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Prague - Hiking tour passing the historic old town

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Prague - Hiking tour passing the historic old town

By public transport we were traveling from the Campsite Triocamp to the city of Prague, first by bus, then we continued by tram until one of the many Moldau bridges in the old town.

Even the approach allowed a continuous view of the Prague Castle and the widely visible St. Vitus Cathedral. We left the tram right at the bridge, so we continued our walk to the Charles Bridge and the Old Town Square with the Týn Church, Ungelt, City Hall and Astronomical Clock on foot, all of the above locations are among the most famous sights of Prague's Old Town. The second medieval castle, Vyšehrad with St. Peter and Paul's Church, is also one of the better known buildings. The old town of Prague is characterized by its old houses, which often go back to Romanesque and Gothic, its numerous churches and narrow streets. On the Lesser Town and in the Hradschin city, on the other hand, Renaissance and Baroque palaces dominate.

In the Lesser Town, on the Kampa Island, there is the famous John Lennon Wall. Not far from the two districts you will find Strahov Monastery. In the old Jewish quarter Josefov several synagogues and the old Jewish cemetery are preserved.

Historical background of Prague city center

The settlement of the territory of Prague dates back to the Paleolithic. Throughout prehistoric and protohistoric times, the Prague Basin was one of the most densely populated and almost continuously inhabited landscapes in Bohemia. Until about 50 BC the Celtic Boiers settled there, then the Germanic Marcomanni for more then 500 years. First Slavic groups entered the area from about the second half of the 6th century. In the 9th century, the Prague Castle was built with the suburbium located below today's Lesser Town and in the 10th century a second castle on the Vyšehrad as the seat of the Přemyslids was erected. In the protection of the two castles on both sides of the Moldau settlements of local craftsmen and German and Jewish merchants were developed.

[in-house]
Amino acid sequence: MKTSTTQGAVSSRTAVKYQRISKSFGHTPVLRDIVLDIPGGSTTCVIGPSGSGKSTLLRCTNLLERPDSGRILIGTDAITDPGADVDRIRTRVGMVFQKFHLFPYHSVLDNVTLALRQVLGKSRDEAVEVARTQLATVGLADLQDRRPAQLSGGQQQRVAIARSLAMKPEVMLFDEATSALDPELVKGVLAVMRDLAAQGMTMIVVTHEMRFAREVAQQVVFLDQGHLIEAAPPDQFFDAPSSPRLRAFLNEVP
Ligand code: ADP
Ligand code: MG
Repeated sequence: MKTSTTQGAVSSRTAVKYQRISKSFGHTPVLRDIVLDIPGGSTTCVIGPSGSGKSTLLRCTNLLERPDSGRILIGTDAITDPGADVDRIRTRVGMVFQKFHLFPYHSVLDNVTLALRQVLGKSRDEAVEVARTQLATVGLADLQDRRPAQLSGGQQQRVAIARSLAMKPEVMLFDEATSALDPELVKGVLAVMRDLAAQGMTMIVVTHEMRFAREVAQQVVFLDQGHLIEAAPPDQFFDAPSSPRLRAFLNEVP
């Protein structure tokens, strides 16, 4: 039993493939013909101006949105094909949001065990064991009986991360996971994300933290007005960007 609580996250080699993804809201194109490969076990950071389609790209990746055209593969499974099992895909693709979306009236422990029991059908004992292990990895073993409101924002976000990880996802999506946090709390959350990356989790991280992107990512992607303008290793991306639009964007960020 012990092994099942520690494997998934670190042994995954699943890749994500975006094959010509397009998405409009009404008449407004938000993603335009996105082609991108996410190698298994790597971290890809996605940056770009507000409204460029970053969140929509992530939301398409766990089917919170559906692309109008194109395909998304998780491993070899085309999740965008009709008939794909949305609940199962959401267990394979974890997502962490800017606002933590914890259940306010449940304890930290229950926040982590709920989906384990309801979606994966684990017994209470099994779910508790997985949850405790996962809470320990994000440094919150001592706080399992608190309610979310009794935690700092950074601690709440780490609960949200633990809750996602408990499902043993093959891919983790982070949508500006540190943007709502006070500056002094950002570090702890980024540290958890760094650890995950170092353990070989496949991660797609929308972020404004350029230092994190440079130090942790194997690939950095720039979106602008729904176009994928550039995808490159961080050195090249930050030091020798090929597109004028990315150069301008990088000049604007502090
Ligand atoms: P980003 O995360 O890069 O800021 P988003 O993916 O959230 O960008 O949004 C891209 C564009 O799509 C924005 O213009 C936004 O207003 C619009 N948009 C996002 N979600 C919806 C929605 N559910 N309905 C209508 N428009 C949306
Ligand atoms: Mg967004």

Early middle ages development of Prague

Around 1230/1234 Wenceslas I had attached the largest of these settlements to the Vltava river and granted the city rights. Prague became the royal residence of the Bohemian rulers. His son, Přemysl Ottokar II, moved part of the Czech population living on the other side of the Vltava River below the castle and in 1257 founded the first new town in Prague, the Lesser Town (Malá Strana). The third city in Prague was built by the royalties before 1320, the dependent Hradschin city (also castle town, Hradčany) immediately west of the castle.

Prague as a seat of Holy Roman Empire

Under Emperor Charles IV and his son Wenceslas IV, Prague flourished as the imperial seat of the Holy Roman Empire in the second half of the 14th century, economically, culturally, politically and in many other areas. Here, in 1348, Charles University was founded as the first university in Central Europe. The construction of the new town of Prague happened in the same year, the agglomeration with well more then 40,000 inhabitants was the fourth largest city north of the Alps and in terms of their area third largest city in Europe. From the year 1419, however, it was severely shaken in the Hussite Wars and partially destroyed.

New Town at Karls Square

New Town, founded in the middle of the 14th century, most houses of the New Town Hall are on Karls Square, many gothic and baroque churches and monasteries, and the largest and busiest square in Prague, Wenceslas Square, which, as a boulevard lined with sophisticated shopping arcades, hardly recalls its medieval origins, in the immediate vicinity you will find the church Maria.

At the end of the 16th century, Emperor Rudolf II restored Prague to his seat of residence. From this time magnificent baroque palaces and churches testify the richness. The second Prague lintel triggered the Thirty Years' War. The Seven Years War left its mark on the city too. In 1784, the four formerly independent cities of Hradčany, Lesser Town (Malá Strana), Old Town (Staré Město) and New Town (Nové město) joined forces to form the common city of Prague.

Architectual Highlights in Prague

Prague is also famous for its numerous Art Nouveau buildings. In Prague, cubism also influenced architecture. Cubist architecture is considered a Czech specialty. A well-known example is the house of the Black Madonna by the architect Josef Gočár. The modern architecture is also represented by the settlement of builders Prague, which is located just outside the district of Dejvice (Prague 6), and a few exceptional buildings such as the Villa Müller by Adolf Loos, Frank Gehry's Dancing House.

Bridges and Towers in Prague

The 13 large Prague Moldavian bridges from different times shape the cityscape. The Prague TV tower towers far above the rooftops of the Žižkov district. Another observation and transmission tower is the lookout tower Petřín, modeled on the Eiffel Tower. The 60 meter high tower was opened in 1891.

There are also many attractions outside the city center such as the White Mountain (Bílá hora) with the renaissance hunting lodge Stern, the nearby Benedictine monastery Břevnov, the castle Ctěnice, the baroque castle Troja with its ceiling paintings and the Prague Zoo. To the west is the Řepora open-air museum, which recreates a 14th-century settlement, lot of more places to see.

Please read as well:

Prague - join the Kingdom of the Railways
Passing green belt Hradschin to the German Embassy

Prague City Tourism

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